Today, Mozilla is flipping on the switch to turn on encrypted DNS over HTTPS for U.S. users by default. If you’re unfamiliar with the tech, the pitch is this feature will help prevent internet service providers from tracking the sites you go to.
Tagged With browsers
Your browser bookmarks might be stacked with articles you’ll never get around to reading, and sites you’ve long forgotten about, but there are ways to use bookmarks more productively - save these 10 handy URLs saved in your browser, and you’ll be able to get more done and more quickly while you’re online.
An extra post-it note is all you really need to prevent someone from spying on you through a laptop’s built-in webcam. But Jason Mayes apparently likes to do things the hard way: He’s developed an AI-powered tool for browsers that can erase people from live webcam feeds in real-time but leave everything else in the shot.
Of all the tech giants, Apple has repeatedly reminded us that it’s the one that cares most about privacy. One of its many privacy-minded innovations is its Safari “Intelligent Tracking Prevention” feature—a machine-learning algorithm introduced back in 2017 that aims to stop annoying ads from tracking you from one site to the next. However, a paper published by Google researchers earlier this week contends that Intelligent Tracking Prevention, or ITP, can be abused to obtain private user information.
Browser tabs. Can’t live with them, can’t live without them. They’re both incredibly useful and an extremely annoying suck on your productivity and your computer’s system resources. But perhaps there is a way to use multiple tabs the way the universe intended without letting them run roughshod over your life.
Microsoft has been teasing big changes to Microsoft Edge for nearly a year. Two years ago, the company announced that Edge would move to rely on the same Chromium code base as Google’s Chrome. Then came alphas, and betas, and even a build for macOS that I quite liked. The new version of Edge, which kills the ereader but becomes significantly better at reading the web, launches today. And with it, one of the last vestiges of Internet Explorer dies.
Notification permission prompts are, to put it lightly, annoying as fuck. Just because you regularly visit a website, doesn’t mean you want them to bombard you with pop-up notifications. To combat the issue, Mozilla has decided Firefox 72 will automatically block such notifications, shunting them to a small icon in the URL bar.
Wednesday, Microsoft is releasing a stable beta of the new Chromium-based version of Edge, its first-party browser intended to rival Chrome, Firefox and Safari. Developer and Canary builds of the browser have been available for months, but we’re told this beta is a more a polished version intended for wider release.
In a move that is bound to piss off more than a couple of publishers, Google is readying to fix the “loophole” that allowed sites to see when you’re browsing in Incognito Mode.
No one likes ads, and Firefox is banking on that hatred. On Saturday, Mozilla announced a forthcoming premium version of its Firefox browser with ad-free news articles—and offer some other features - for $US4.99 ($7) a month.
Google is adding a new function to play, pause, or skip through videos or music via the toolbar to its Chrome browser, though it is currently only available via the Canary development browser and remains quite buggy, per the Verge.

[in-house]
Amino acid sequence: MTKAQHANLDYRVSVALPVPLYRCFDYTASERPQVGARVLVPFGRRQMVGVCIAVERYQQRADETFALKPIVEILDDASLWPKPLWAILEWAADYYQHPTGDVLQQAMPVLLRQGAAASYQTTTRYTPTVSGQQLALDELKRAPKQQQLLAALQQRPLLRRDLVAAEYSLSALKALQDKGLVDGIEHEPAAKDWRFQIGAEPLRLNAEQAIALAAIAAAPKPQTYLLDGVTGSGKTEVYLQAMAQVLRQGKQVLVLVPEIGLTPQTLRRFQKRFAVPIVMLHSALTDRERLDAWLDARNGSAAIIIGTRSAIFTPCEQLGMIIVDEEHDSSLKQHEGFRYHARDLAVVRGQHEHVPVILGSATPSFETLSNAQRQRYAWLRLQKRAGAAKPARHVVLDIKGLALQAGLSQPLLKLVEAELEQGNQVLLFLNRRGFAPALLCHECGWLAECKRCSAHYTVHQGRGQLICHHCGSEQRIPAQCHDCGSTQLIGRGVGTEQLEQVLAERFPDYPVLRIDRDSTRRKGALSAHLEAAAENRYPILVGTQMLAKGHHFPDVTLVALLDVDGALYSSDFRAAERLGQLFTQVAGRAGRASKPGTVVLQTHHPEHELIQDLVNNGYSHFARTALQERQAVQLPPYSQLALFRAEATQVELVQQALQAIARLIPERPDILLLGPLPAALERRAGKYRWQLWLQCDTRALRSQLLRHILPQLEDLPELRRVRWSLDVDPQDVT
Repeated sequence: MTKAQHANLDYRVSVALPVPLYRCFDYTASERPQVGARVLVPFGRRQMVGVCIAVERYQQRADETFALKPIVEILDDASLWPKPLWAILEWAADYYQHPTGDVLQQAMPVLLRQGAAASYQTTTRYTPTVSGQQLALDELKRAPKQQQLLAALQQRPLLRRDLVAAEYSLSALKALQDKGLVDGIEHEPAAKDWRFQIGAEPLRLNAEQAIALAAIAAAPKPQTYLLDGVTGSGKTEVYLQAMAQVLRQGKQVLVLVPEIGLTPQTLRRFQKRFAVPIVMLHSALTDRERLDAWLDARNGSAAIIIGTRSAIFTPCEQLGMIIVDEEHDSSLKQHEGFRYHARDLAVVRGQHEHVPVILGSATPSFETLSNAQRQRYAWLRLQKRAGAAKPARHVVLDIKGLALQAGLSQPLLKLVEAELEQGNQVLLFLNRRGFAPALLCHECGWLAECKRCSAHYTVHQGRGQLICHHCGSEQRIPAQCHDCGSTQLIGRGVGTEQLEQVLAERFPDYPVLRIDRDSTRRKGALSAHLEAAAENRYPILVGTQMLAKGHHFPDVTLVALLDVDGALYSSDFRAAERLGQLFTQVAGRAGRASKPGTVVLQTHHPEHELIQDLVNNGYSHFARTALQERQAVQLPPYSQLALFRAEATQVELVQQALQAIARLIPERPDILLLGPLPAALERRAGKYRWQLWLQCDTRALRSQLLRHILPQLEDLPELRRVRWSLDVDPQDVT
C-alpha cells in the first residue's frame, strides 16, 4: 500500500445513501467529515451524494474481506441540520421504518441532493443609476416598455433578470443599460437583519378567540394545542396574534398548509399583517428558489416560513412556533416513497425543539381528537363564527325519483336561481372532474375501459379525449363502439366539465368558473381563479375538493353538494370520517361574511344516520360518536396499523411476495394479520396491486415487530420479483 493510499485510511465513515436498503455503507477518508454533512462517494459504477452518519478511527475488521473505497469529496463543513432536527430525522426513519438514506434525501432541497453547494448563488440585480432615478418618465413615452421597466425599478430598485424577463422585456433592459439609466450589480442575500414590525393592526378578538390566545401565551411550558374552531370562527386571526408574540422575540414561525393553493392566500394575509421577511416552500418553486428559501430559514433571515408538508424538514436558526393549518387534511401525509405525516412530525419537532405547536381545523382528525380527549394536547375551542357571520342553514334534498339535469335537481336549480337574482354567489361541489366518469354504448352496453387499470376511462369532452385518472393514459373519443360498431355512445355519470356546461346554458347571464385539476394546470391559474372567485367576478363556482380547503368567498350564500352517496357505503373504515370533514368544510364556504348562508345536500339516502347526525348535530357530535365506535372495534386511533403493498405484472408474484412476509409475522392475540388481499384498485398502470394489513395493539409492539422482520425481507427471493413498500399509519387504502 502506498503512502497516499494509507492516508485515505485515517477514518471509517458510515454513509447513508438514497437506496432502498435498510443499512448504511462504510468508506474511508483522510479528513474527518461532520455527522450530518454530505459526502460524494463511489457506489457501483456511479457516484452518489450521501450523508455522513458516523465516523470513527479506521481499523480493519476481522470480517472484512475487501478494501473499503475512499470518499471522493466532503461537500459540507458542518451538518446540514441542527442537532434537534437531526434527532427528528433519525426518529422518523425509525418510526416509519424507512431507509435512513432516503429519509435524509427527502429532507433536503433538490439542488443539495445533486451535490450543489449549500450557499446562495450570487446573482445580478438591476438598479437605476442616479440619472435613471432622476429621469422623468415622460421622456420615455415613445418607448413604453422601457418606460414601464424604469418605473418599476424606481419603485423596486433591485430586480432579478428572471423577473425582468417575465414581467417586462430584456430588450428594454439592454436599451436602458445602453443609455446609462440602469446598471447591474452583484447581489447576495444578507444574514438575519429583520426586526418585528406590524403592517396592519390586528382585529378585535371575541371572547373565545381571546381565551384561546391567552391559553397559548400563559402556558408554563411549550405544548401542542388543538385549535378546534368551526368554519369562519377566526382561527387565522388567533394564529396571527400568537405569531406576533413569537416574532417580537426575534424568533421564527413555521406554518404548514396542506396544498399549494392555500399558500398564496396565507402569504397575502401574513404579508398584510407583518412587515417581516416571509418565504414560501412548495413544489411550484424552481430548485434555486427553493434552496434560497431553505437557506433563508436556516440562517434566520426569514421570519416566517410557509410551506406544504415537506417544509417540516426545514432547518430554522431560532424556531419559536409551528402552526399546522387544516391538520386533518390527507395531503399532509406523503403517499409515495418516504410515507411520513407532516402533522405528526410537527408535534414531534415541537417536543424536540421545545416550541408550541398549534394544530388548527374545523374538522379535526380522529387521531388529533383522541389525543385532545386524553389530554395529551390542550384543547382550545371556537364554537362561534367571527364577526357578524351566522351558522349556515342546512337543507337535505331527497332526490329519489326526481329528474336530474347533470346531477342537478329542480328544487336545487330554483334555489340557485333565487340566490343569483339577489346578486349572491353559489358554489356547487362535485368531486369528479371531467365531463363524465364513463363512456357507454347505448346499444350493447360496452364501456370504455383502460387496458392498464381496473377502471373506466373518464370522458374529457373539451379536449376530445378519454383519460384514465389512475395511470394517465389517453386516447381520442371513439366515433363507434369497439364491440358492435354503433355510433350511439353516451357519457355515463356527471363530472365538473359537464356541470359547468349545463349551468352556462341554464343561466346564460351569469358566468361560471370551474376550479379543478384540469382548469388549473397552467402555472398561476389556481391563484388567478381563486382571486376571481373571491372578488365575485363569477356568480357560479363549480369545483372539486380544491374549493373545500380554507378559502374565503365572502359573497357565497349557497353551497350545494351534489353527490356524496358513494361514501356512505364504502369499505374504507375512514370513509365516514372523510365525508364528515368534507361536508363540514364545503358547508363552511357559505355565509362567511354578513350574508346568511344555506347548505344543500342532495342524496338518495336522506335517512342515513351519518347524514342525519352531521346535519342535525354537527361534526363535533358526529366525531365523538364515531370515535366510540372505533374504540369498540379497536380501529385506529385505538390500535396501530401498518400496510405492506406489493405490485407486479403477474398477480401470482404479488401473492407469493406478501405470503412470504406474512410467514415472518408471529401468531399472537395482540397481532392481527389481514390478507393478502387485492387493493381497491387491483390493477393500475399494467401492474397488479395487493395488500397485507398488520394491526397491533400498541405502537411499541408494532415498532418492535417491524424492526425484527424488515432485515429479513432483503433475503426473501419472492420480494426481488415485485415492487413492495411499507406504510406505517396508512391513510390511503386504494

Despite being 43 years old, Breakout still manages to be an addictive game, challenging your reflexes as much as the latest first-person shooters do. A browser-based game called Brickception manages to make the game even harder with a pop-up window that you’ll quickly find immensely annoying—even though it’s not serving up any ads.
For more than a decade, we’ve been able to count on one crucial piece of software being available entirely for free: web browsers. But that may soon change. Kind of. In an interview with German publican t3n spotted by the Next Web, Mozilla CEO Chris Beard said a premium Firefox is on its way sometime in fall this year.
Like an operating system reinstall, resetting your web browser can fix all kinds of problems and improve performance at the same time—squash annoying bugs, clear out dodgy and outdated extensions and get a browser that’s good as new with a hard reset. Here’s how to carry it out on all the major browsers.
Ads are the bane of the internet. On top of being an eyesore, by now everyone’s had that experience of googling an item, only to find targeted ads for that same product follow you across the web. It’s creepy, and today, Apple announced in a blog post that it’s working on a way to make the ads you see while browsing on Safari truly private.
Microsoft is rebuilding its Edge browser using the same Chromium foundation blocks that sit underneath Chrome, and thanks to this week’s Build 2019 conference, we now know a lot more about what the revamped browser has to offer. Here are the details you need to know and why you might eventually end up switching to Edge.
If your Firefox add-ons were borked over the weekend, you’re not alone. On Saturday, many Firefox users found that many extensions were suddenly useless or impossible to install after Mozilla pushed out an update to version 66.0.4 of its browser. Effectively, it left many users having to figure out their own workarounds to use their ad blockers, password managers, and many other types of extensions.
A browser that works to free its users from pesky ads and pop-ups is rolling out an update to its platform with an opt-in setting to view ads in exchange for reward tokens, which can be used to either support their favourite websites or, in the future, be exchanged for things like hotel stays or gift cards.